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Scott E. Lukas, PhD, director of the McLean Imaging Center (MIC), can barely contain his excitement when describing McLean’s new 3 Tesla Siemens PRISMA MRI scanner. An extraordinary $3.75M grant from the Manton Foundation funded this state of the art acquisition. According to Lukas and fellow MIC Director Diego A. Pizzagalli, PhD, the new machine will enable McLean to take a huge leap forward in the effort to understand, treat, and help cure brain disorders.
Neuroimaging technology allows scientists to see how a brain works in real time. For instance, when a person with a substance use disorder is shown an image of a drug, researchers can monitor what part of the brain “lights up.” Imaging is essential to our understanding of psychiatric disorders in children and adolescents. Being able to identify and track deviations in normal brain development during childhood is a critical step toward identifying new treatments and may even help measure the success of current therapies.
Imaging also aids research into diseases impacting the geriatric population. Early detection of slowly developing brain disorders like Alzheimer’s is possible by imaging the brains of high-risk, healthy 50- to 60-year-olds to establish a baseline and then repeating the scan at regular intervals. This strategy could help identify the need for intervention. Dr. Brent Forester and his geriatric research team are particularly excited by the possibility of adding quality years to patients’ lives.
“The cutting-edge technology used in the PRISMA is tremendous,” says Dr. Lukas. It produces spectacular anatomical images and can measure brain chemicals, blood flow, brain activity/function, and connections among different brain regions. The lack of radiation means there is no limit to the number of times a patient can be scanned. The PRISMA’s features make it more effective for use with fragile patients than its predecessor—it is quieter, takes less time to capture images, and can handle the interference of movement, which is common with children or patients with tremors or anxiety disorders.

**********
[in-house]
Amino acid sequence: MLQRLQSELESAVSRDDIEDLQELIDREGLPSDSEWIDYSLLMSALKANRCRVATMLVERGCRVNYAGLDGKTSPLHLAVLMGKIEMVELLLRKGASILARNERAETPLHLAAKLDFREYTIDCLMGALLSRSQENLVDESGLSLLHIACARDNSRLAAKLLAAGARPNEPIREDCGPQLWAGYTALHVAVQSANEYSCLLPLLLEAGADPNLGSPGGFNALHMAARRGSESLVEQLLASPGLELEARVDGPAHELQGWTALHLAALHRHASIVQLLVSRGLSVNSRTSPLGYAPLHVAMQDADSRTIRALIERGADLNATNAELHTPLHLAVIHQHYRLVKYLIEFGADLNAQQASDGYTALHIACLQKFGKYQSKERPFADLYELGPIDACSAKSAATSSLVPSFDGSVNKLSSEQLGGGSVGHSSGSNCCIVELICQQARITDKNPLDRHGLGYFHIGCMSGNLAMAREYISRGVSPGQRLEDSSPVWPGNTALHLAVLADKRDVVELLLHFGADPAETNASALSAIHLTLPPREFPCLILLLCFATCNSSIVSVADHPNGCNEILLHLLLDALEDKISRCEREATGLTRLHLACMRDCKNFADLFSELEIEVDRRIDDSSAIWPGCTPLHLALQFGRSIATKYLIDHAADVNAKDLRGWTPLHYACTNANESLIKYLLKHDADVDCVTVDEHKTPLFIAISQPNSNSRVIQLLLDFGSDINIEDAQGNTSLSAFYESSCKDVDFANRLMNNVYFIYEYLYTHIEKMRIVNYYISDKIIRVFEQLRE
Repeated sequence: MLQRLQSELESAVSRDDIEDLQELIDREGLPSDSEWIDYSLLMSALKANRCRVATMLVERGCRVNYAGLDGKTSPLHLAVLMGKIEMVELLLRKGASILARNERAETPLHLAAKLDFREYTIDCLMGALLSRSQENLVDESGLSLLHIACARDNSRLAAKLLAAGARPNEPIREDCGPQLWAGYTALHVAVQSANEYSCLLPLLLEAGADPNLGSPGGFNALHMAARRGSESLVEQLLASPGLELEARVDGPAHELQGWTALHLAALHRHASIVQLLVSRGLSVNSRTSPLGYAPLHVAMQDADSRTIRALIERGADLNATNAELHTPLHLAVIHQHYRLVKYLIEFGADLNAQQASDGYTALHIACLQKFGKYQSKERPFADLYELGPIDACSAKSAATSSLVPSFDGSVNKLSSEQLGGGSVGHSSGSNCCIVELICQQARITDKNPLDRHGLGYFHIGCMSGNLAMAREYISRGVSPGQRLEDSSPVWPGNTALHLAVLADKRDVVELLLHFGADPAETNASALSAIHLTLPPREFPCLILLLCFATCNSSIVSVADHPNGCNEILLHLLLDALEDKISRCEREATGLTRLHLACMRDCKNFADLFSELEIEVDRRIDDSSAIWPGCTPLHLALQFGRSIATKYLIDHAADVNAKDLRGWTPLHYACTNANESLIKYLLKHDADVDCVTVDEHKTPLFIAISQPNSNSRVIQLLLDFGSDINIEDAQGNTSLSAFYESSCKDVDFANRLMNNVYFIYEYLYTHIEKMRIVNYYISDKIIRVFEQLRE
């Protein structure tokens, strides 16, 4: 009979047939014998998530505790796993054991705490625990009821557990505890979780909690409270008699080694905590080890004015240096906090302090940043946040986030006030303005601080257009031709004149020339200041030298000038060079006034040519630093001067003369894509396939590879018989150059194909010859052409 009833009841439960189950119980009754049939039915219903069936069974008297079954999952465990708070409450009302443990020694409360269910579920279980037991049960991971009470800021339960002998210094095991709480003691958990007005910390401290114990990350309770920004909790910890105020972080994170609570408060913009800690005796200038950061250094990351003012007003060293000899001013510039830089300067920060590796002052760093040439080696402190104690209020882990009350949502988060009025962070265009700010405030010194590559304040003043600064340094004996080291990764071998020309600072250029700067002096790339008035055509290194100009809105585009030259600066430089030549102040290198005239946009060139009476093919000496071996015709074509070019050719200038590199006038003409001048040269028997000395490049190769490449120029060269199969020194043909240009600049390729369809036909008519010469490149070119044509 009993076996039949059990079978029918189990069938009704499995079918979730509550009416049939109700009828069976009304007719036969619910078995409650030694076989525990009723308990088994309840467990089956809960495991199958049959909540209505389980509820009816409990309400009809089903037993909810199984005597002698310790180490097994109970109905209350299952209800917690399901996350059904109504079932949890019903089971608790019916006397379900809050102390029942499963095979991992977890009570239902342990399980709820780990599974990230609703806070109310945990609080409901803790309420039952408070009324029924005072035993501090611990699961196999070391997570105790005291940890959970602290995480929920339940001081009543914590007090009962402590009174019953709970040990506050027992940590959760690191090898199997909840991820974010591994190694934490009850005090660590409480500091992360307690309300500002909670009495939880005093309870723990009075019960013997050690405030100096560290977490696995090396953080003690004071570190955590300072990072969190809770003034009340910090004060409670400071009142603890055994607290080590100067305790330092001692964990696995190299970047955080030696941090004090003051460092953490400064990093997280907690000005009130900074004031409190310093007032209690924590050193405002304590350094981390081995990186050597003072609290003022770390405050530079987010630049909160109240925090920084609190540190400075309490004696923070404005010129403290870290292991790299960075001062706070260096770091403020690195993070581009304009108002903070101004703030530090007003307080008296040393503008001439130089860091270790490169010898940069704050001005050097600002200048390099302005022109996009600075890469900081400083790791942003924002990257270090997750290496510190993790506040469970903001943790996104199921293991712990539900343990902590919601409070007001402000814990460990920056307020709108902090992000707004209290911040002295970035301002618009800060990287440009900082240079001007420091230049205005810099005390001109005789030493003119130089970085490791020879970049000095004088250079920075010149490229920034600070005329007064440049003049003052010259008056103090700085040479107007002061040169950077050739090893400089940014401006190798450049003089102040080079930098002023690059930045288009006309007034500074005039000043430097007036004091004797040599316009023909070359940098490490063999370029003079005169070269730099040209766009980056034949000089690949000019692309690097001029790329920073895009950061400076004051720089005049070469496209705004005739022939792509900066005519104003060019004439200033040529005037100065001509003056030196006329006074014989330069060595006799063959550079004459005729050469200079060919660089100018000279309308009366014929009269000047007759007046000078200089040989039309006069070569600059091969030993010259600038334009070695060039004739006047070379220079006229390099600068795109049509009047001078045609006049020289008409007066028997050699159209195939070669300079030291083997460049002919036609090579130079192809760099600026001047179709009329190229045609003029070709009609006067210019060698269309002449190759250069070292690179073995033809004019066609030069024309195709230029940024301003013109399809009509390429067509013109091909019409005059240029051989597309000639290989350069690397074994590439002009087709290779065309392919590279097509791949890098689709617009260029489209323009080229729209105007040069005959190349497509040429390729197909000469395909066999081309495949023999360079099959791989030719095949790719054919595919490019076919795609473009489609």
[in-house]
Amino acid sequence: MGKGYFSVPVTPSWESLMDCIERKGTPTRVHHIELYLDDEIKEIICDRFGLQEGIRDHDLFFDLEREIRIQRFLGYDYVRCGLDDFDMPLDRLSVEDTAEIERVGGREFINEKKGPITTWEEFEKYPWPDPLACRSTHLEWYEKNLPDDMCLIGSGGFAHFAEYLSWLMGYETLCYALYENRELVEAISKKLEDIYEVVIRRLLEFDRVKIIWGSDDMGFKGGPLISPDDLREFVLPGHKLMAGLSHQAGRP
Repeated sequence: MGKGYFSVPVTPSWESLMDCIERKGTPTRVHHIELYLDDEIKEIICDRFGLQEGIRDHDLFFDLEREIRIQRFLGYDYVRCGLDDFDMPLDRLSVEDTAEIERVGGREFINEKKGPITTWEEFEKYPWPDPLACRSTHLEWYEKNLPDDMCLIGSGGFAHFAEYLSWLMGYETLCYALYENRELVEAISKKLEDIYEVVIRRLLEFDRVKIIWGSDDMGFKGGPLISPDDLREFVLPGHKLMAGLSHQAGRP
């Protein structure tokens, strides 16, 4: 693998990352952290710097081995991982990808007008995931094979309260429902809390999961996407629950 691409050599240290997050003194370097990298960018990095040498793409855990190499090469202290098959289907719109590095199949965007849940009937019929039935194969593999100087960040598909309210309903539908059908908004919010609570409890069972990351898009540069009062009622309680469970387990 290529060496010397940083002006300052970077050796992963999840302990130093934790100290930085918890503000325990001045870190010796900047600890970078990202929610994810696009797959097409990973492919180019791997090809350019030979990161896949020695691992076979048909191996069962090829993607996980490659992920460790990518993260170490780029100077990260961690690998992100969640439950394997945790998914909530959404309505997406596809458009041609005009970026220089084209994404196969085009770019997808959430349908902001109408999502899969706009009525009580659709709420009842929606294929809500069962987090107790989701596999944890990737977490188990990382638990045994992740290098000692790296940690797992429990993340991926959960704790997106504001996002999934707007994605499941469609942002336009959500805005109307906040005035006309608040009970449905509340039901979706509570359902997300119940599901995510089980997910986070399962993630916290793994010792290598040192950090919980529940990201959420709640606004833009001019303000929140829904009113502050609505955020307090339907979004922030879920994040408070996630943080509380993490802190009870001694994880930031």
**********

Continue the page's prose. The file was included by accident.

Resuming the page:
“The Foundation was beyond generous with their gift,” says Dr. Lukas. “They funded not only the magnet, but also the site preparation and support equipment, including a ‘mock’ scanner that acclimates patients to the MRI environment.”
The MIC has an older 3T Siemens magnet—a 3T TIM trio—which has been booked solid, with a waiting list of researchers clamoring for time. The PRISMA now doubles McLean’s 3T capacity for high-level research, opening time for clinical diagnostics, increasing McLean’s ability to train clinicians, and allowing researchers from institutions across Boston and beyond to book time for their imaging needs.
The PRISMA also will allow McLean to participate in the Human Connectome Project, a National Institutes of Health (NIH) effort to map neural connections, effectively creating a “wiring diagram” that offers new insights into the workings of the human brain.
“The PRISMA 3T will help us take an enormous step toward understanding psychiatric diseases,” says Dr. Lukas. “The Manton Foundation understood the importance of the groundbreaking research possible, and we are enormously grateful for their forward thinking generosity.”